Fitch Affirms Russian City of Kazan at 'BB-'; Outlook Stable
December 21, 2015
Fitch Ratings has affirmed the Russian City of Kazan's Long-term foreign and local currency Issuer Default Ratings (IDRs) at 'BB-', with Stable Outlooks, and its Short-term foreign currency IDR at 'B'. The agency has also affirmed the city's National Long-term rating at 'A+(rus)' with Stable Outlook.
The city's outstanding senior unsecured domestic bonds have been affirmed at 'BB-' and 'A+(rus)'.
The affirmation and Stable Outlook reflect Fitch's unchanged baseline scenario regarding Kazan's stable budgetary performance over the medium term and expectation of a gradual decline of its high direct risk in relative terms.
KEY RATING DRIVERS
The ratings reflect Kazan's high overall debt burden, which includes direct debt and subsidised loans from the federal budget, its moderate budget and weak national institutional framework. The ratings also factor in the city's satisfactory operating performance and a diversified local economy.
Fitch projects Kazan's direct risk will continue to gradually decline in relative terms, but remain high at 136% of current revenue in 2017 (2014: 157%). Around 85% of direct risk relates to RUB25.4bn subsidised loans from Tatarstan, which were earmarked for infrastructure development in preparation for Universiade 2013. The remainder is represented by market debt comprising mostly bank loans.
In February 2013, the terms of Kazan's budget loan repayment were significantly relaxed, with the introduction of a grace period until 2023 and principal amortisation in 10 annual instalments from 2023 to 2032. The extension of the budget loans implies a moratorium on market debt increase, which means the city can now only incur new market debt for refinancing needs, not for deficit financing.
Fitch expects the city's direct debt (bank loans and issued debt) will amount to RUB4.8bn at 1 January 2016, unchanged from the year before. At the same time, it will continue to gradually decrease as a share of current revenue to 22% by end-2017 (2014: 25%). The city improved its debt maturity profile during 2014, replacing almost all short-term bank loans with new revolving credit lines with a final maturity in 2017. This helped ease refinancing pressure and lowered interest costs. The city has no repayments until 2017 when it will need to refinance bank loans comprising around 15% of direct risk.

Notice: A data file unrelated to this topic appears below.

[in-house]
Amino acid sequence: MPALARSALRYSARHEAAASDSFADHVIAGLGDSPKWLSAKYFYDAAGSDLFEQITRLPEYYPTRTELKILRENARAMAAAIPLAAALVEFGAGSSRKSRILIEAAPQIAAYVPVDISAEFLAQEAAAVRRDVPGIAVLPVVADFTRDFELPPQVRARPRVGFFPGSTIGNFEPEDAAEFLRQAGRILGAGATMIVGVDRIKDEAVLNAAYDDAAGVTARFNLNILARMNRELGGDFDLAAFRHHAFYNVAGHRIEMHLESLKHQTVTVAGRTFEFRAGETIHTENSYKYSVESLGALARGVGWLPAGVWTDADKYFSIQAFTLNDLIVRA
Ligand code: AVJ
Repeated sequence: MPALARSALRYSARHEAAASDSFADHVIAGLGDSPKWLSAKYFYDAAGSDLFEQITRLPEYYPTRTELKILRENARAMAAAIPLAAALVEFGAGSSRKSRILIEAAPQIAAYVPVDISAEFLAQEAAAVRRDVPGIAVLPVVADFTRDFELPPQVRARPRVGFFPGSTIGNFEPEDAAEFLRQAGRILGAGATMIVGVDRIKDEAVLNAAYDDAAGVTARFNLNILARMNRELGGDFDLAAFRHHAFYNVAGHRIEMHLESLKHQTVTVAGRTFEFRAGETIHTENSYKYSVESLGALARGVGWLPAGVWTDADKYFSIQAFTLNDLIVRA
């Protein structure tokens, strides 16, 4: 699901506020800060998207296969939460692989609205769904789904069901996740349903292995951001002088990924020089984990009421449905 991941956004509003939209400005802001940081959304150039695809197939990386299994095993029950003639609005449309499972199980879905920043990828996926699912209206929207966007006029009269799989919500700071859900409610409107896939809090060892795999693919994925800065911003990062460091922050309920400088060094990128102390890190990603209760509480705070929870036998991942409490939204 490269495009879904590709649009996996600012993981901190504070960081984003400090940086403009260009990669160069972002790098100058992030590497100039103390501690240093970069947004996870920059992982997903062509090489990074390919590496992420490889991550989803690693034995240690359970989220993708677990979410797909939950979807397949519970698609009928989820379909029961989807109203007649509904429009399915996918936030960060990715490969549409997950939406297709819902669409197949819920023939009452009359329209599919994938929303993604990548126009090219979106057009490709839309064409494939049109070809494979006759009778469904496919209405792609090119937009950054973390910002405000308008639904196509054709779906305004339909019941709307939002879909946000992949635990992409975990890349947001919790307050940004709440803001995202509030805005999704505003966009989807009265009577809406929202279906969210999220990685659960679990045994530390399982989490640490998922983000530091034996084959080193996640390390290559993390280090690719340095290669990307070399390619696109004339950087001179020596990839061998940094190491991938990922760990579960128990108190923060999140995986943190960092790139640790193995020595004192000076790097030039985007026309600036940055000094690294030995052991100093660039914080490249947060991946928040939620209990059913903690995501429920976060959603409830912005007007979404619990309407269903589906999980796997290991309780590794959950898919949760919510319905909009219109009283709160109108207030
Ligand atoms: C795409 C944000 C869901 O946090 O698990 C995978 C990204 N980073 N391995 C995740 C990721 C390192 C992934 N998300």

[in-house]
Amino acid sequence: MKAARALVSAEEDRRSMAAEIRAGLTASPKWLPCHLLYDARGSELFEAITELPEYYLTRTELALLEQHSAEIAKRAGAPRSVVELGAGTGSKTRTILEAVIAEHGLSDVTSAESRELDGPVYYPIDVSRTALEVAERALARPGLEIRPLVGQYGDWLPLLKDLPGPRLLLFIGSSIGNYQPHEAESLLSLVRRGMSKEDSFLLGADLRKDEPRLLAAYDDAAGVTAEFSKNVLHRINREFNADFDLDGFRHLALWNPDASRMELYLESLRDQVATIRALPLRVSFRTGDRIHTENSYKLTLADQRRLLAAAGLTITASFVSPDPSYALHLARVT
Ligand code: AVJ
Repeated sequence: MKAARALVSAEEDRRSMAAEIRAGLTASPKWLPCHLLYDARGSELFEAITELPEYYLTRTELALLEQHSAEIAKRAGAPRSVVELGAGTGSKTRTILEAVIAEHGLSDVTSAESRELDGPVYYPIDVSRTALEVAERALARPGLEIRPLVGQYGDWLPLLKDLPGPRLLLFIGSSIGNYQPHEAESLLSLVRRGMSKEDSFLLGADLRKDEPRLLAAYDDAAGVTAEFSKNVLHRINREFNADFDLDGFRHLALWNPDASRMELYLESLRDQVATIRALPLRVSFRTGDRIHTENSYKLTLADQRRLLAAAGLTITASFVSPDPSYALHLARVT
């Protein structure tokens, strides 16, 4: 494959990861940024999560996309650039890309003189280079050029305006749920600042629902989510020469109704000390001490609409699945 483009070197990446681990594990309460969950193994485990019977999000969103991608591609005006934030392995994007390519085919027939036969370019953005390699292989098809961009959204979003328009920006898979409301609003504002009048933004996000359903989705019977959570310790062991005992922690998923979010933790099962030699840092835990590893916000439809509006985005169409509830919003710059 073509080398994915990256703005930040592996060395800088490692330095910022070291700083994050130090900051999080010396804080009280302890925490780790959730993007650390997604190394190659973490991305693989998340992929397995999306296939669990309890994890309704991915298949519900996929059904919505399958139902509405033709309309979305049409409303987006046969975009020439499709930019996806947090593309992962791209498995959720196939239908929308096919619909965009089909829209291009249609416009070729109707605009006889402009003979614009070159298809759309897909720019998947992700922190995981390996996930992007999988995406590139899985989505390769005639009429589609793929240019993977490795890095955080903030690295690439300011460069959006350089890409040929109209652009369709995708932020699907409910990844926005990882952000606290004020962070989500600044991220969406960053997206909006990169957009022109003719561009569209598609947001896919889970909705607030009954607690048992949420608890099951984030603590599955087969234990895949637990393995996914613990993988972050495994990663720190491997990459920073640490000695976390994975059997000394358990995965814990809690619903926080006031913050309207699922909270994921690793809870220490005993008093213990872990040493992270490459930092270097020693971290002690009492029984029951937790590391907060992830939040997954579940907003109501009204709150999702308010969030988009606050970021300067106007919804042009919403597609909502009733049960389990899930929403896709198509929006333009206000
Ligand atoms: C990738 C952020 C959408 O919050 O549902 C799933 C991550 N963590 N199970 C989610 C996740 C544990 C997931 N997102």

Fitch expects Kazan's operating balance to reach 6%-7% of operating revenue in 2015-2017, supported by operating spending restraint and tax-driven revenue growth. The operating margin in 2014 was 4.3%, little changed from 2013.
In 2014 Kazan's tax revenue was negatively affected by lower personal income tax (PIT), the largest tax contributor to the city's budget. This was due to a redistribution of revenue sources and spending responsibilities between the Republic of Tatarstan and Kazan. From 2014, general healthcare was transferred to the republic from the city. In return, the republic reduced the proportion of PIT to be transferred to Kazan's budget to 15% in 2014 from 23.4% in 2013.
Kazan is the capital of Tatarstan (BBB-/Negative/F3), one of the most developed Russian regions. The city has received large capital transfers from the republic over the past nine years to finance its capex. Fitch expects the republic to remain supportive, if necessary.
The city's economy is well-diversified and has a developed industrial sector. The latter is dominated by petrochemicals, machine-building and food processing. In 2012-2014 the city's economy grew at a more rapid pace than the national economy. For 2014, the city's GDP grew 2.5% and the administration expects average growth of 2%-3% annually in 2015-2017.
A gradual decline of direct risk in relative terms accompanied by stable operating balance at around 7% of operating revenue, could lead to an upgrade.
An increase in direct debt to above 50% of current revenue, and/or further deterioration of operating balance close to zero could lead to a downgrade.
Company — Kazan
Full nameKazan (City)